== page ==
Even America’s “Big Four” consulting giants are cutting business ties with Russia. According to the FT, the decision by both PwC and KPMG to exit their Russian business marks “the most significant departure by global professional services groups since the start of the invasion of Ukraine.
The decision will likely inspire rivals Deloitte and EY to follow suit.
“Everyone knows the game is up in terms of being able to retain a network firm in Russia,” said an insider at one Big Four firm.
As a reminder, PwC operates a global network of locally owned firms. So, it’s technically cutting ties with the Russian member of this network, which has some 3,700 partners and staff across 11 locations in the country (along with an office of 25 in Belarus). Fortunately for the employees, the network members will continue to operate as standalone businesses with no ties to the mothership. Technically, the local network firms in each country are owned collectively by the partners using the (some might call it old fashioned) partnership structure.
KPMG said ending its association with its 4,500 people in Russia and Belarus was “incredibly difficult.”
“This decision is not about them, it is a consequence of the actions of the Russian government,” KPMG said in a statement.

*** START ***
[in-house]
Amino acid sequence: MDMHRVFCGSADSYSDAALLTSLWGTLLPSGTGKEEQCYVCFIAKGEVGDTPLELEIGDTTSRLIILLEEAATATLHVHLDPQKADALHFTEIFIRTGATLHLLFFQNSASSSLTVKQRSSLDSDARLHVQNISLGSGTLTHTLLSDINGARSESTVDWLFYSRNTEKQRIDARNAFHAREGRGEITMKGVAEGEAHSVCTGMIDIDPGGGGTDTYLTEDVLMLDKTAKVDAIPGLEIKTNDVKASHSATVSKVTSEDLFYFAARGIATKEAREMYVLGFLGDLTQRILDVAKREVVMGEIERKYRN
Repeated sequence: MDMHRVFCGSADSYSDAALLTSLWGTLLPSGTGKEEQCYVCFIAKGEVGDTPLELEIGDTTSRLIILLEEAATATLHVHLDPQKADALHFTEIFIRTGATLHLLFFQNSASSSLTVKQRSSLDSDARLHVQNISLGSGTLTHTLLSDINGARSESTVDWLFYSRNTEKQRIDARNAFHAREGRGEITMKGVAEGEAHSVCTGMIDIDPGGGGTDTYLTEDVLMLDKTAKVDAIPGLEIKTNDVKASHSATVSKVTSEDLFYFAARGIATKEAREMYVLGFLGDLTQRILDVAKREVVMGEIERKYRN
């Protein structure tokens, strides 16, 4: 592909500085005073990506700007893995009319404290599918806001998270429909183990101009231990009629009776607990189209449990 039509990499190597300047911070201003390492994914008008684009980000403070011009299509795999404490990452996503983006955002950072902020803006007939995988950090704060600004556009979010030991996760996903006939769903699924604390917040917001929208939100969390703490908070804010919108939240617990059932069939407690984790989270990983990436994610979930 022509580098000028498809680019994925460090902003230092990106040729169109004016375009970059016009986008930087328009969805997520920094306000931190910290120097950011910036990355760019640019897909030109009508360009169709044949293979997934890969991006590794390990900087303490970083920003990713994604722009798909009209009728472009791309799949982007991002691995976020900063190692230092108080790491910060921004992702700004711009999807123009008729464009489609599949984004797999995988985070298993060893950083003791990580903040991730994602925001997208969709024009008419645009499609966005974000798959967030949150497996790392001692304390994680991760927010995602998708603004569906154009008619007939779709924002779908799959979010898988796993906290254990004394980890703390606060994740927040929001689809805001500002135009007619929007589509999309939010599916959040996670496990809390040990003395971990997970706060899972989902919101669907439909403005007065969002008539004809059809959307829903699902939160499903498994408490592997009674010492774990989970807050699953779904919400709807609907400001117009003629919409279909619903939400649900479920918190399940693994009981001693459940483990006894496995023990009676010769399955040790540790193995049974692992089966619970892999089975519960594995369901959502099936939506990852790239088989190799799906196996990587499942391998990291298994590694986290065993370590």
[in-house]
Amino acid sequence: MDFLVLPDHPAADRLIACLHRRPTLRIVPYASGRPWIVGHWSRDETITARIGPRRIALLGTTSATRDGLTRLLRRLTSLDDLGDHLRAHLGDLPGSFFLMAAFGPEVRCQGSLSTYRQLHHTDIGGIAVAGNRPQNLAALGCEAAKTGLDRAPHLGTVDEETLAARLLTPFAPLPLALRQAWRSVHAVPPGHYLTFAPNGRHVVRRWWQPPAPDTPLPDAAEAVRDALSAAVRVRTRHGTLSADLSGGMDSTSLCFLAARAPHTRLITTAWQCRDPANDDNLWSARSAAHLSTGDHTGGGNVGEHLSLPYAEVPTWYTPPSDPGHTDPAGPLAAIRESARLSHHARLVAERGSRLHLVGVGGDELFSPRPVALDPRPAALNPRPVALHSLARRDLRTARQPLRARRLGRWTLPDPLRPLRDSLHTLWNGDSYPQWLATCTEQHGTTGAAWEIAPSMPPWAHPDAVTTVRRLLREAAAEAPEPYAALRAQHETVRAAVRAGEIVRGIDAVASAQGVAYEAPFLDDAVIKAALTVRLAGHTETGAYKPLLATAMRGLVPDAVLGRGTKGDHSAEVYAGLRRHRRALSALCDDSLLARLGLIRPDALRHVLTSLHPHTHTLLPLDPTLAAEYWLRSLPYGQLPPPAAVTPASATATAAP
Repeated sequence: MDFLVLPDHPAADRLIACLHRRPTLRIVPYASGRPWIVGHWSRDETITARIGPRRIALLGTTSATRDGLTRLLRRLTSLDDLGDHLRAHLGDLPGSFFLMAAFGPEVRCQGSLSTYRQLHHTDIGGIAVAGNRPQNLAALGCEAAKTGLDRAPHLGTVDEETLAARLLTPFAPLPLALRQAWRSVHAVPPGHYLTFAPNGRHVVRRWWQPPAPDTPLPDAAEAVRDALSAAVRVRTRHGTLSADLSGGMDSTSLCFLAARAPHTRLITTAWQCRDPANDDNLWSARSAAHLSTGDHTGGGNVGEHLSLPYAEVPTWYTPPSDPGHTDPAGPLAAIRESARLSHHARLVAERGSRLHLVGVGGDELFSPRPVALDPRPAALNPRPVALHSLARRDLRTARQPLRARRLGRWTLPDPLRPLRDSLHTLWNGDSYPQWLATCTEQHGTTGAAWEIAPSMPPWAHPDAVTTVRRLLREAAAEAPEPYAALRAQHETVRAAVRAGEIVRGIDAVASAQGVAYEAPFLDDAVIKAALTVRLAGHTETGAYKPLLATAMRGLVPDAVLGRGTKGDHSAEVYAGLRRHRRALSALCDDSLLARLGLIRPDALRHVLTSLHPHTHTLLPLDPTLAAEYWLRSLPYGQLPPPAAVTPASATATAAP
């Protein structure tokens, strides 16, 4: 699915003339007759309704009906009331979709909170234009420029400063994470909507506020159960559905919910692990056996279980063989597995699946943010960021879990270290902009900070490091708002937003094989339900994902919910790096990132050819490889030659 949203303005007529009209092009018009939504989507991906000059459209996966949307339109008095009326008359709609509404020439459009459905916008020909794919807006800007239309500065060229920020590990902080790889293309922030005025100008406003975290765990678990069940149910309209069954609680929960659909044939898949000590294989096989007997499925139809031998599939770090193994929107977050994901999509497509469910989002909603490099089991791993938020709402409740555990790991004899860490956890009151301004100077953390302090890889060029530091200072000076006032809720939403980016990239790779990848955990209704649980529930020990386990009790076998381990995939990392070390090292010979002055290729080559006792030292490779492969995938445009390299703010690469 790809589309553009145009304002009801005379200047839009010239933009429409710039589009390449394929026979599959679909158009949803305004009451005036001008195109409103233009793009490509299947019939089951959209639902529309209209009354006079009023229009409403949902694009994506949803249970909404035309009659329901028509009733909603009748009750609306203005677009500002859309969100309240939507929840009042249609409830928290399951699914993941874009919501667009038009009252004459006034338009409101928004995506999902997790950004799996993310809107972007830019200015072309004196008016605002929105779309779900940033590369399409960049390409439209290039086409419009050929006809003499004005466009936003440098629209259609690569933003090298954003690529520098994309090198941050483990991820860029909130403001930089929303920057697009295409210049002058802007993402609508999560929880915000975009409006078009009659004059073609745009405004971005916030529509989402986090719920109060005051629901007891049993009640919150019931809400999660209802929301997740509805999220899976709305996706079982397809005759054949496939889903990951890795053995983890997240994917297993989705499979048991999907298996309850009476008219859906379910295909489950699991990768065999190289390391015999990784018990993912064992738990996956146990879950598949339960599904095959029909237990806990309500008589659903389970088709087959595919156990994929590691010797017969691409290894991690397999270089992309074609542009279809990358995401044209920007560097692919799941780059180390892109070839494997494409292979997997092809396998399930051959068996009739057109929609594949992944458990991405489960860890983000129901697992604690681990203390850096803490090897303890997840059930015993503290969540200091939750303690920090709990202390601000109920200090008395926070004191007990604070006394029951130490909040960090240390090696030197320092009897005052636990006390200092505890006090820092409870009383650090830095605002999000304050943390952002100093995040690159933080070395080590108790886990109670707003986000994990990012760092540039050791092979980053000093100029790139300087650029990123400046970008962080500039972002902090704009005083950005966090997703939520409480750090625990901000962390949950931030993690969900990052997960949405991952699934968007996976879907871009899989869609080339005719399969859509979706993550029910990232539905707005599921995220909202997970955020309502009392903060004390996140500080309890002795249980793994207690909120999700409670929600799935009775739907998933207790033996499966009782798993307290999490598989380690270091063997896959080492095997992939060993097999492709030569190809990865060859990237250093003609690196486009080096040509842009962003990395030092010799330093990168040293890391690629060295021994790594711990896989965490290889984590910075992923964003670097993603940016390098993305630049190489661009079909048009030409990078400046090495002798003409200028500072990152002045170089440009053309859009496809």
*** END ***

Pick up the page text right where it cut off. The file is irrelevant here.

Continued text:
But the company said that as a “values-driven organization that believes in doing the right thing,” claiming it would provide support to other countries as well.
Outside the Big Four, most other big American consulting firms have already pulled out of their Russian business, including Accenture, McKinsey, Boston Consulting Group and Bain.
Interestingly, PwC and the rest of the Big Four faced legal issues no matter what they decided.
Conflicting laws had left the Big Four in a difficult position where their western operations faced penalties if they acted for clients hit by sanctions in the west but their Russian partners and staff could be punished by the Kremlin for complying with those sanctions by dropping work. Becoming independent will leave the Russian firms free to decide what work they take on. PwC’s Russian clients include Sberbank, the country’s largest bank, state oil company Gazprom and Russia’s central bank. International clients with operations in the country include Mars, Toyota and Credit Suisse.
Under the new arrangements, Russian firms could continue to carry out the local component of international clients’ audits or tax work and receive referrals from their former international colleagues. The audits of Russian companies with foreign operations (including state-owned entities) could still be carried out by PwC network firms, so long as the client hasn’t been directly targeted. by Western sanctions, and has also passed a “targeted risk assessment.”